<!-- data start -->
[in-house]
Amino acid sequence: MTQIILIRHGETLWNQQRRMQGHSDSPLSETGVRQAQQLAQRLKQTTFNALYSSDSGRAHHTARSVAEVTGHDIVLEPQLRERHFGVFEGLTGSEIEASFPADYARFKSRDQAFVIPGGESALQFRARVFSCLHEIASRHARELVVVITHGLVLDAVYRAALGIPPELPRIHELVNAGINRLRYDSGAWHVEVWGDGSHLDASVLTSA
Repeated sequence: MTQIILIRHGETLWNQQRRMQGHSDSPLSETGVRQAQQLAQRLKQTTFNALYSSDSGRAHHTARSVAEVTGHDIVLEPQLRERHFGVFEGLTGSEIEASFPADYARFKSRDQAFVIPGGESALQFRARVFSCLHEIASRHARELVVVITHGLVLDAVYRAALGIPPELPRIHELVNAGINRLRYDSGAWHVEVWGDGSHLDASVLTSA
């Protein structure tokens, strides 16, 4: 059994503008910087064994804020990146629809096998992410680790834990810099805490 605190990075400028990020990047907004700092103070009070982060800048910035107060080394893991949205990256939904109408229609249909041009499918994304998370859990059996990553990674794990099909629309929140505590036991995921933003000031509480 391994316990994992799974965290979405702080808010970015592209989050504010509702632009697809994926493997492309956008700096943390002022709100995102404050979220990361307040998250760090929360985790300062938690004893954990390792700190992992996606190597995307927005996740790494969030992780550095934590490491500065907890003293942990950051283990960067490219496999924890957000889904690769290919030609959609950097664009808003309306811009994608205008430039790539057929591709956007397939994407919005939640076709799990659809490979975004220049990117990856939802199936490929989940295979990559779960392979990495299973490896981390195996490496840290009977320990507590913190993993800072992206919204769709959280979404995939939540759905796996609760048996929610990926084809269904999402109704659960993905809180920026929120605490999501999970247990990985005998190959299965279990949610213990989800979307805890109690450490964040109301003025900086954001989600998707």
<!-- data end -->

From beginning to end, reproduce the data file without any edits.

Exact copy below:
[in-house]
Amino acid sequence: MTQIILIRHGETLWNQQRRMQGHSDSPLSETGVRQAQQLAQRLKQTTFNALYSSDSGRAHHTARSVAEVTGHDIVLEPQLRERHFGVFEGLTGSEIEASFPADYARFKSRDQAFVIPGGESALQFRARVFSCLHEIASRHARELVVVITHGLVLDAVYRAALGIPPELPRIHELVNAGINRLRYDSGAWHVEVWGDGSHLDASVLTSA
Repeated sequence: MTQIILIRHGETLWNQQRRMQGHSDSPLSETGVRQAQQLAQRLKQTTFNALYSSDSGRAHHTARSVAEVTGHDIVLEPQLRERHFGVFEGLTGSEIEASFPADYARFKSRDQAFVIPGGESALQFRARVFSCLHEIASRHARELVVVITHGLVLDAVYRAALGIPPELPRIHELVNAGINRLRYDSGAWHVEVWGDGSHLDASVLTSA
């Protein structure tokens, strides 16, 4: 059994503008910087064994804020990146629809096998992410680790834990810099805490 605190990075400028990020990047907004700092103070009070982060800048910035107060080394893991949205990256939904109408229609249909041009499918994304998370859990059996990553990674794990099909629309929140505590036991995921933003000031509480 391994316990994992799974965290979405702080808010970015592209989050504010509702632009697809994926493997492309956008700096943390002022709100995102404050979220990361307040998250760090929360985790300062938690004893954990390792700190992992996606190597995307927005996740790494969030992780550095934590490491500065907890003293942990950051283990960067490219496999924890957000889904690769290919030609959609950097664009808003309306811009994608205008430039790539057929591709956007397939994407919005939640076709799990659809490979975004220049990117990856939802199936490929989940295979990559779960392979990495299973490896981390195996490496840290009977320990507590913190993993800072992206919204769709959280979404995939939540759905796996609760048996929610990926084809269904999402109704659960993905809180920026929120605490999501999970247990990985005998190959299965279990949610213990989800979307805890109690450490964040109301003025900086954001989600998707």